Ramesh, do you think it’s possible that the understanding of what the terms pro-life and pro-choice mean to people is shifting?
Let’s say a person takes the following position: “I think abortion should be available in cases of rape, incest or where the mother’s health is threatened, and that it should otherwise be strictly regulated and not available merely as an alternative birth control method.”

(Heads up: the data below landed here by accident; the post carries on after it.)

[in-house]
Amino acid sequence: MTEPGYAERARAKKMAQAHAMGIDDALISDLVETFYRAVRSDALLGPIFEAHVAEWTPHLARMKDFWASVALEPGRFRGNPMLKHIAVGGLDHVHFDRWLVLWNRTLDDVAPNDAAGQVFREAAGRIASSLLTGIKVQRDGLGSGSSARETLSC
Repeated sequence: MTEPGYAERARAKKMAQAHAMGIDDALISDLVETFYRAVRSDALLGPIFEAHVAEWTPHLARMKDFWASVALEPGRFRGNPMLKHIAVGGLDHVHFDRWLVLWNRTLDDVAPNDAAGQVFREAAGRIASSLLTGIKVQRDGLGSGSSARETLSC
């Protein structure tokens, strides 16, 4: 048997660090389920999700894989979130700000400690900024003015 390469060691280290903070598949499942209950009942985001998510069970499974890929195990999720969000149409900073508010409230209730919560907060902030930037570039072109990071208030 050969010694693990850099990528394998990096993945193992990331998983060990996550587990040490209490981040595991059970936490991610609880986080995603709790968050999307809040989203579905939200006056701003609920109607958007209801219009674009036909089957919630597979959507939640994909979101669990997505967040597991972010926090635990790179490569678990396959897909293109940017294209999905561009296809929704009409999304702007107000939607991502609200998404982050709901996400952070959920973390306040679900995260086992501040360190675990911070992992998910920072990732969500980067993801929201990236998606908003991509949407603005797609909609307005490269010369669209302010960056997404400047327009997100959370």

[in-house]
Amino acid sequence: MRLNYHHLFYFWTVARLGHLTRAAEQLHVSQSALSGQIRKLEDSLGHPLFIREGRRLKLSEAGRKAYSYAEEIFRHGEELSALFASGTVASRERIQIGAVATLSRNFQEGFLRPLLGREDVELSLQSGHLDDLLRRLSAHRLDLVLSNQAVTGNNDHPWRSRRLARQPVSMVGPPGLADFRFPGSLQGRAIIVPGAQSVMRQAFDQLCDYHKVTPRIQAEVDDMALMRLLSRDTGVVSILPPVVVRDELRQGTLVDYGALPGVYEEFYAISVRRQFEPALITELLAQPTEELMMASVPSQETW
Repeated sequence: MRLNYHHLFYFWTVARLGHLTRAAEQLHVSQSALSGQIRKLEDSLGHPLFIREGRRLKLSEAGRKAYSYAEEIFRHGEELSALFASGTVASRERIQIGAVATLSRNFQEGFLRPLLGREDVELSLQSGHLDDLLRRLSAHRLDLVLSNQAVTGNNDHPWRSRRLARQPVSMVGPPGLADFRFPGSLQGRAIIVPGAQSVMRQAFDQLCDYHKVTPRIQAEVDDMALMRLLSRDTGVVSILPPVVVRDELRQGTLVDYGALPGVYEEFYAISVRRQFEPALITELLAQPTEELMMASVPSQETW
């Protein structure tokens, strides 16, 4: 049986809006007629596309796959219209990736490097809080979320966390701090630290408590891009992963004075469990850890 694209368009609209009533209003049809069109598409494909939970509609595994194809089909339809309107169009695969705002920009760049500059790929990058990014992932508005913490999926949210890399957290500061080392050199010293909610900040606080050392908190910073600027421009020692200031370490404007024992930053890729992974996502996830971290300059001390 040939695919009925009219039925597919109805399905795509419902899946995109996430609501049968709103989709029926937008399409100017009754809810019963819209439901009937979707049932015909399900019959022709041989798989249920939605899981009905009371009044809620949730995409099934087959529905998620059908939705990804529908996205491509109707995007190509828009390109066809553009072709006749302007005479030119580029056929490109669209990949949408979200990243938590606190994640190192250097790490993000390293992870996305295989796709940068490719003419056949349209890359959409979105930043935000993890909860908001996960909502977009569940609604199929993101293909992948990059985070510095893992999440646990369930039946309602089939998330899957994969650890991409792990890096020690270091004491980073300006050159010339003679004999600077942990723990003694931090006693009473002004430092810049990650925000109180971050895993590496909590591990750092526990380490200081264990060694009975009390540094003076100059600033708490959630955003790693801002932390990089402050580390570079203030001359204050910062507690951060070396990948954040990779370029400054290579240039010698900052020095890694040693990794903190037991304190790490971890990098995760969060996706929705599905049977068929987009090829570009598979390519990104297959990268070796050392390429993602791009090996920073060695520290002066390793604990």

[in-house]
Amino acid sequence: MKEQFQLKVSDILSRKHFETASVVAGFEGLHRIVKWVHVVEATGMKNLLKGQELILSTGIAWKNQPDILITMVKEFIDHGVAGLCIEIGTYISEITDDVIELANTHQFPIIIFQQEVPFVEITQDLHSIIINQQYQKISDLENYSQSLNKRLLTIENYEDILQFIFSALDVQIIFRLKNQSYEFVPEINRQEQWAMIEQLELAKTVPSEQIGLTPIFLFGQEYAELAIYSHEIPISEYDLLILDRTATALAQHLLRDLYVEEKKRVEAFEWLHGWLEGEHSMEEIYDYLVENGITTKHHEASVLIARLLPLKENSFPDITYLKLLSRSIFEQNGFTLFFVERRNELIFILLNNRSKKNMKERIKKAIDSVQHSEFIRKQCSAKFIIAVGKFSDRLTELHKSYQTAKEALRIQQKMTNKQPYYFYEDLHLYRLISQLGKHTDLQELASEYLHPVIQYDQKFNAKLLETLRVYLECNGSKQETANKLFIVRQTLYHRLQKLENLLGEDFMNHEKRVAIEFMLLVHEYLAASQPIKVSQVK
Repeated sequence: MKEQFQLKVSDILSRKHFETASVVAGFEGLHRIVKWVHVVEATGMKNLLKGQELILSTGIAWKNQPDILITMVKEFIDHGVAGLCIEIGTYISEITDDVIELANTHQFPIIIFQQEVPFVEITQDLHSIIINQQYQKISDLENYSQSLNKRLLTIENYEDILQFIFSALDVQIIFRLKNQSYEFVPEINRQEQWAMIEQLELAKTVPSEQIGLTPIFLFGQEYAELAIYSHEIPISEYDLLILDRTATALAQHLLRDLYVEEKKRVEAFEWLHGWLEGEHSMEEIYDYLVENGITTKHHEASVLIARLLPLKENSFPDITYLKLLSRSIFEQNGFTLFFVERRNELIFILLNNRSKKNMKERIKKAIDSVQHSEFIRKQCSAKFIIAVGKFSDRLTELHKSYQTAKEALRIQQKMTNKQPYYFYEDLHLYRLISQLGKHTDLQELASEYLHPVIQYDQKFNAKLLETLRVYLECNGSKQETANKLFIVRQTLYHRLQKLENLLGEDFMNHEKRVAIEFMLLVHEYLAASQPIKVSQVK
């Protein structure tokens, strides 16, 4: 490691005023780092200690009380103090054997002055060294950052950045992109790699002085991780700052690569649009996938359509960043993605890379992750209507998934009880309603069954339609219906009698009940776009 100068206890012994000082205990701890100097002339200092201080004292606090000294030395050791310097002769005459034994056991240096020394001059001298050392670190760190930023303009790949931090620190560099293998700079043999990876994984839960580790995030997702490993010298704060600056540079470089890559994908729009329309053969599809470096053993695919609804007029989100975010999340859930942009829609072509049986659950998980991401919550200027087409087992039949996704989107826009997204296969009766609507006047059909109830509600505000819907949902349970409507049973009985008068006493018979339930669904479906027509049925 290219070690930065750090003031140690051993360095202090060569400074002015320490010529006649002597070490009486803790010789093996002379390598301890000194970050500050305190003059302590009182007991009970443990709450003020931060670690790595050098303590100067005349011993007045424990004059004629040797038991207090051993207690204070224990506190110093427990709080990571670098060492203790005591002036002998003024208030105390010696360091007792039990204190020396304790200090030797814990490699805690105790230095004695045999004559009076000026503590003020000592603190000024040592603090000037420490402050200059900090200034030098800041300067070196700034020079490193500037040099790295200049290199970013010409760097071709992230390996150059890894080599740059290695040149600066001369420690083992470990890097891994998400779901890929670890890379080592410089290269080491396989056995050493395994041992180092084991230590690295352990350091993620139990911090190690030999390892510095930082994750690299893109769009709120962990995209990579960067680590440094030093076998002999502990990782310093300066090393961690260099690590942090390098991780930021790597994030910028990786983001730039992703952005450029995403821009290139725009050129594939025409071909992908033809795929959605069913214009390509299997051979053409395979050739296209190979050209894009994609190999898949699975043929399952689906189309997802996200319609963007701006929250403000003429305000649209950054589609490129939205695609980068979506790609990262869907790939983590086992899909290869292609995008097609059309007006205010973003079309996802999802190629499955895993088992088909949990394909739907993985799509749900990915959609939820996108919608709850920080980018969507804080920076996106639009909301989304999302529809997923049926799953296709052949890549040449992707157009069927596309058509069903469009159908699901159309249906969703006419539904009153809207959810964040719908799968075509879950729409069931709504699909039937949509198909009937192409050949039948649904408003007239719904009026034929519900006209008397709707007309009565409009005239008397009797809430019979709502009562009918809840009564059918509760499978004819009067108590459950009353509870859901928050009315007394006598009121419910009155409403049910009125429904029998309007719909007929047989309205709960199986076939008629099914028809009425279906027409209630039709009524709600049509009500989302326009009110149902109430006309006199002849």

To my knowledge, that has always gone down on the scorecard as a pro-choice position. But is it possible that such a person now has a self-perception that his position is generally pro-life and that he is, therefore, pro-life. Put another way, has the term pro-choice now become more identified in the public mind with one who favors abortion-on-demand, such that it is affecting the poll numbers you and Ed mention. I wonder if we’re seeing the sort of cultural developments you talk about in your excellent book, but that polling hasn’t caught up with how to measure it yet since it’s based on a gross “are you pro-life or pro-choice” approach.